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About The Plattsmouth daily herald. (Plattsmouth, Nebraska) 1883-19?? | View Entire Issue (Dec. 12, 1888)
PIjATTS3IOUTII, NEBRASKA; WEDNESDAY EVEN1NC!, DECEMItEU 12, 1SSS.
AN EXPLOSION OF MEAL DUT.
Force Sufficient to Shake
Earth for Nearly a Mile.
Ciiicaoo. IJec. ll. iliree men are
kuown to have been killed, one fatally
injured and a number of persons badly
bruised and hliaken up early this morning
by an explosion of meal dust which com
pletely wrecked the a three story brick
I'mlum" on ISortli llaisicd street, occu
pied by David Oliver as an oatmeal mill
(Several adjoining building were also
Unaltered. The explosion occurred shortly
after 2 o'clock and was terrific, shaking
buildings a mile away. Buildings in the
imm;diati vicinity were bombarded with
Hying bricks and stones, and nearly every
pane of glasa within a radius of six
blocks was smashed. Almost before the
rumble of the explosion had died away
flames sprang from the wrecked mill and
the whole pbice was ablaze in a few min
utes. The fire spread with incrcdil le
rapidity, and when the first fire compan
ies reached the scene they found a block
of roaring flames to contend with. En
gines were statioued at every available
point around the blazing patch, and
buildings tint did not take fire at the on
set were saved after a hard fight. Sparks
that were carried by the wind ignited
buildings two blocks away, and for half
nn hour the firemen had all they could
do to prevent half a dozen serious con
flagrations. In two hours the flames were
Persons who were asleep in buildings
adjacent to the wrecked mill were thrown
clear out of their beds by the force of
the explosion. The loss will aggregate
The proprietor and manager of the
mill were on the ground early this morn
ing, but have been unable to learn posi
tively the cause of the explosion. Each
thinks that oat meal dust may have
caused it, but the terrific force is unpre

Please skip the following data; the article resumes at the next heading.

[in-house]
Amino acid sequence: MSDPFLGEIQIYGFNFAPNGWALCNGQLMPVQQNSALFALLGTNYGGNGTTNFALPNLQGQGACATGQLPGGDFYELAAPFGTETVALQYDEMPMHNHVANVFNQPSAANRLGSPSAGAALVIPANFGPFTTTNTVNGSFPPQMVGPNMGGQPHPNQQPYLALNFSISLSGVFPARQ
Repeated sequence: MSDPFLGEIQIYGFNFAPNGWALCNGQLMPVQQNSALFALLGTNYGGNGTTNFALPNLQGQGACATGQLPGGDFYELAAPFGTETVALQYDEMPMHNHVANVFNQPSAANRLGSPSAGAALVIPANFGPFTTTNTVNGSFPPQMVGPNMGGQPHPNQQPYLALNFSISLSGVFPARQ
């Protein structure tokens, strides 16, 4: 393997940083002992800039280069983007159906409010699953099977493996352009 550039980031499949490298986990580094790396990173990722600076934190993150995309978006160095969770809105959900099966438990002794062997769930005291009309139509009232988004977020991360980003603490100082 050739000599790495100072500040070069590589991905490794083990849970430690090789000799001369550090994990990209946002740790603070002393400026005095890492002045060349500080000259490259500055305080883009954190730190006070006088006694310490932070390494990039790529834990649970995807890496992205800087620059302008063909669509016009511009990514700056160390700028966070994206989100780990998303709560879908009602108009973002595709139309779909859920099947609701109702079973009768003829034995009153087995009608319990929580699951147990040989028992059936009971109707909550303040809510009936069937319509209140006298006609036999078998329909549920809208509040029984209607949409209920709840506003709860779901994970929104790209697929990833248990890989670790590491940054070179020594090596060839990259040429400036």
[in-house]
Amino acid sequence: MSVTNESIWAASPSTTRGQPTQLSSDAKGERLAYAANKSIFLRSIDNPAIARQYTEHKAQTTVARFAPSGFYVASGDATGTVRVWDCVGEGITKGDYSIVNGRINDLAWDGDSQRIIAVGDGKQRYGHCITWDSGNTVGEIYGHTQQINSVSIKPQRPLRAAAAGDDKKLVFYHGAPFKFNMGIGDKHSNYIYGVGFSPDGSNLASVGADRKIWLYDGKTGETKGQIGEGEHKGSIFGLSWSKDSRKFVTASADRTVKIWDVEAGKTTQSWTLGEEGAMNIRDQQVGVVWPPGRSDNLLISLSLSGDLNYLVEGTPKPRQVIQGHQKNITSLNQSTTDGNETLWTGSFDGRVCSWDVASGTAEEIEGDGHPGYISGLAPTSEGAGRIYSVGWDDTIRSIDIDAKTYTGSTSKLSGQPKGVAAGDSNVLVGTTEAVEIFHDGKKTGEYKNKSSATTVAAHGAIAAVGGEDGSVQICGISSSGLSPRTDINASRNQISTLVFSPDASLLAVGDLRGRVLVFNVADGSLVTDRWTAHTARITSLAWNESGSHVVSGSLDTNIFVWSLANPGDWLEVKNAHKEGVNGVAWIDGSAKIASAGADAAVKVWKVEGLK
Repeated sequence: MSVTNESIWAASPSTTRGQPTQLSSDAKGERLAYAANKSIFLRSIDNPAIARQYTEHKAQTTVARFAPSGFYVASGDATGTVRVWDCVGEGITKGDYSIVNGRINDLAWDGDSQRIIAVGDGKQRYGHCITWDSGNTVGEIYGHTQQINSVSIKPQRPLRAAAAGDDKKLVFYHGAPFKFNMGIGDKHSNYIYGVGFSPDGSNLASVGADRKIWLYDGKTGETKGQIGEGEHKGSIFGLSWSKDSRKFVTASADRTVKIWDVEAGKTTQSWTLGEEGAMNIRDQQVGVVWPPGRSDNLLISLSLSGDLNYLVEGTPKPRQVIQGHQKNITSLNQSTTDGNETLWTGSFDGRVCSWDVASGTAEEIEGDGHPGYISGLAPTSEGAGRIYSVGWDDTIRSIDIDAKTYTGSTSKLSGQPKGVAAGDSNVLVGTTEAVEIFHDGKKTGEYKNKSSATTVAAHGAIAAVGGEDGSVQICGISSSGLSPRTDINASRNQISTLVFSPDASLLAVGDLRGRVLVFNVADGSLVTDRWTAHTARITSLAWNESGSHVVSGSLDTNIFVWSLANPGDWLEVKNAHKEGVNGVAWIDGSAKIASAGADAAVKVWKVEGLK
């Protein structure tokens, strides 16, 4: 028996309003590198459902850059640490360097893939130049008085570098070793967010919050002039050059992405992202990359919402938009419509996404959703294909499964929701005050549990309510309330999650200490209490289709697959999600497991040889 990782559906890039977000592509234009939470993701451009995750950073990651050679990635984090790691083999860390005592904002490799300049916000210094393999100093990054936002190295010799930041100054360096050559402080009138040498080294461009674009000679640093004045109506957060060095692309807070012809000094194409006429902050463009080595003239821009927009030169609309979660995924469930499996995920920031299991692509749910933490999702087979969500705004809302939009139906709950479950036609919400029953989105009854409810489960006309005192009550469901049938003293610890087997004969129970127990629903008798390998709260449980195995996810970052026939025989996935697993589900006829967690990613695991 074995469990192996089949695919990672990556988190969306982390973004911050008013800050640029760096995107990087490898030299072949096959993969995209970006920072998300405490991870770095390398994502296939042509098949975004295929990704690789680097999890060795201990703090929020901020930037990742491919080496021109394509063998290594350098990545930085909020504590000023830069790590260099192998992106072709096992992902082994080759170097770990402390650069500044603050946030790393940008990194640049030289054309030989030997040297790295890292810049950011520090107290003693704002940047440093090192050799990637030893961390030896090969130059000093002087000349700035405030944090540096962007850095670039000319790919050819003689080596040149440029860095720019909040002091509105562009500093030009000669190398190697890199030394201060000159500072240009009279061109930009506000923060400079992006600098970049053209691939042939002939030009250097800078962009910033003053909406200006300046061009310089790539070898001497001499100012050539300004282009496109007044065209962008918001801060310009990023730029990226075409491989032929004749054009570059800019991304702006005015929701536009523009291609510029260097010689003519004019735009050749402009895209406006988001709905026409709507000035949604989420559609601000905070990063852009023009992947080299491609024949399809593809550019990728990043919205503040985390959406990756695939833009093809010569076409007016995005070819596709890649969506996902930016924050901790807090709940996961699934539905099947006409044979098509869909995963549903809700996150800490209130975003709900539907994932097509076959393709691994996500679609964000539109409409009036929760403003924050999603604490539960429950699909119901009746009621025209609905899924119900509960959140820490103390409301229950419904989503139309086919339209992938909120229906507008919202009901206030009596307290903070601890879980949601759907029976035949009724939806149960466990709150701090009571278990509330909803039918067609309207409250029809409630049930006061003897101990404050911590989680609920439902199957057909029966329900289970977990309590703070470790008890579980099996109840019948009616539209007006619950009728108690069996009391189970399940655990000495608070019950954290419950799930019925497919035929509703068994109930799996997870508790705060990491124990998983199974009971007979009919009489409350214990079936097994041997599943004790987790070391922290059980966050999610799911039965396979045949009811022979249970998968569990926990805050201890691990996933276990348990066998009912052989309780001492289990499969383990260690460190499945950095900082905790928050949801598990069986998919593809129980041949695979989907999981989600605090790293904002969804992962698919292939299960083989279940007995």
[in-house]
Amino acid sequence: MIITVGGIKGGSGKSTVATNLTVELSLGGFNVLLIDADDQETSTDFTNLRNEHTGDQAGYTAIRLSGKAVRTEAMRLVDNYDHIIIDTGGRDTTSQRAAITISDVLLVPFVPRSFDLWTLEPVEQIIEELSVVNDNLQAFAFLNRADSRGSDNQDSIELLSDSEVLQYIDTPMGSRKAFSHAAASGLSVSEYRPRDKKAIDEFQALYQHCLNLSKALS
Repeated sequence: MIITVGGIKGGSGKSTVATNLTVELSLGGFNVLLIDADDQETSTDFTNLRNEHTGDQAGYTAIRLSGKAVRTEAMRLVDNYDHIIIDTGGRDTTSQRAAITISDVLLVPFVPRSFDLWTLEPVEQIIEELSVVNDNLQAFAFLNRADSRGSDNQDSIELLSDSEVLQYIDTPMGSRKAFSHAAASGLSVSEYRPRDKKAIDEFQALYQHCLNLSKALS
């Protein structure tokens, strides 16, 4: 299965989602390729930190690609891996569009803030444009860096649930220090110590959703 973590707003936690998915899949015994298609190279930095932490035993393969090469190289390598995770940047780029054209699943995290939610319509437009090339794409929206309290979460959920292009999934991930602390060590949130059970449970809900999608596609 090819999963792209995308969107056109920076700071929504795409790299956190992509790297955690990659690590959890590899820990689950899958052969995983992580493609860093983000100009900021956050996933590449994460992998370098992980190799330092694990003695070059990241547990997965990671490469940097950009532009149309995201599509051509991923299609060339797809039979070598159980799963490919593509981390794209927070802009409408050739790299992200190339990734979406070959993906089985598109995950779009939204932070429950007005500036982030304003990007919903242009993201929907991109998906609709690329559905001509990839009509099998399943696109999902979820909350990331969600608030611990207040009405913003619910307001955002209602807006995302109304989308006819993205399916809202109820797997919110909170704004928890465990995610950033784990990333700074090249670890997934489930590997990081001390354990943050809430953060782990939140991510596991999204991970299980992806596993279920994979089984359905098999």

cedented if this theory be accepted. No
other reasonable explanation is offered,
however, and an explosion of dust is ac
cepted until a better reason can bj found .
The b'ilers have been uncovered and
are intact, which disposes of the theory
that they had exploded. The police say
there is no evidence of the use of dyn
amite. John Holmes was found lying
in an alley across the street, and will die.
No trace could be found of the ether
three men Charles Miller, Charh s Coop
er and John Smith and it is believed
their bodifs are buried in the debris,
Hoard met pursuant to adjournment.
Present: A. li. Todd, A. li. Dickson,
Louis Foltz, commissioners; Bird Critch
fleld, county clerk. Miuutes of Novem
ber meeting were read and approved.
The following claims were allowed on
the general fund:
Allowed on road fund: J K McCltirg
settlement as overseer, dist No GO, t ."!. T.I.
Hills allowed on bridge fund:
Coleman & McPherson, lumber.. 10 00
Tidball & Fuller, lumber 00 '.',r,
S L Andrews, labor JO
Waterman & Co, lumber li:t
Chase & Churchill, mdse 8
Mill waukee Bridge. Co 70G
J G Richer lumber .'. . 150
W II Malick, boarding prisoners.! 1G8 23 A Sturn, lumber 40
J M Schnellbacher . 'r 1 Beardsley, Clark fc Co, lumber. . 07
Jos Fitzer, mdse to jail ; :
F 3 White, mdse to poor 10
Lincoln News Co, books. 35
Gazette-Journal Co, assignee 2:J
T Clark, coal 10
E W Cook, salary 42
D Woodard, special work 4'
J M Cole, boarding paupers. ... 15
S W Orton, canvassing elections. 12
M Spink, salary and exp 10'J
J F Melchours, caring for paup.. 38
David Miller, bailiff dist crt 24
D Woodard, same 20
W II Malick. same 24
C J Ford, janitor 24
E T Eikcnbary, bailiff. 24
I C Eikenbary.shcrilT fees 2 a
Eli Sampsin, boarding poor 120
Terra Cotta Co, brick 5
Louis Foltz, sal and exp 20
A B Todd, same 27
A B Dickson, same 30
J E Hall, med service 1
J E Eikenbary, summoning jury. 24
II Boeck, chair for sheriff 12
C J Ford, labor.... 2
N It Hobbs, sal and exp 25
B Elson, mdse 13
L O'Neals labor 8
J C Eikenbary, guarding prs 8
W C Showalter, canvassing clec. 9
T E Williams, gasoline 3
Johnson Bros, nidoe
M D Polk, gas
F A Bates, labor
Knotts Bros, printing
J M Woodson, boarding pauper.
M B Murphy mdse
II C Ritchie, canvassing board. .
Johns & Jones, drain for jail lot
W F Morrisou. special
II A Waterman, lumber.... 08
G Berrie & Emmons 4
J E Hall, mdse 35
E Palmer, mdse 10
B Fox, rent 2
A II Weckbach, mdse 1
P D Bates, work 37
Chase & Churchill, mdse 21
T II Barnum, care of sick man. . 9G 35
R. B. Wallace, mdse 35 00
B Critchfield, sal and exp 129 23
L F Korrell, labor 4 75
T Kahne & Co ;.. 3 20
Nebraska Telephone Co 10 00
II C Ritchie, ins 75 00
G Berrie & Emmons, goods to pauper;
SI M Butler, med aid to Ered Lercnson;
J W Thomas, aid to Laffy.
Allowed on district fund:
T Adams, mdse dist 22 $
Western Wheel Scaper Co dist 54.
Fred Gorder, dist 31
Wm Pankonine, road overseer . .
Bos rd ordered that the road between
ne of sec 27 and nw ses 2012-11 be
located so as to take two rods off of the
net 27-12-11, beginning at the ne corner
of said section running thence south NO
rods and that the sum of if 35 be paid to
T. A. Hoover for damage.
The following official bonds were ap
proved: W. II. Smith, justice of peace.
Hock Bluffs; Amos Kiser, overseer dist.
No. 10: Thomas Allen, oyerser dist. No.
49; D. J. Pittman, assessor Rock Bluffs;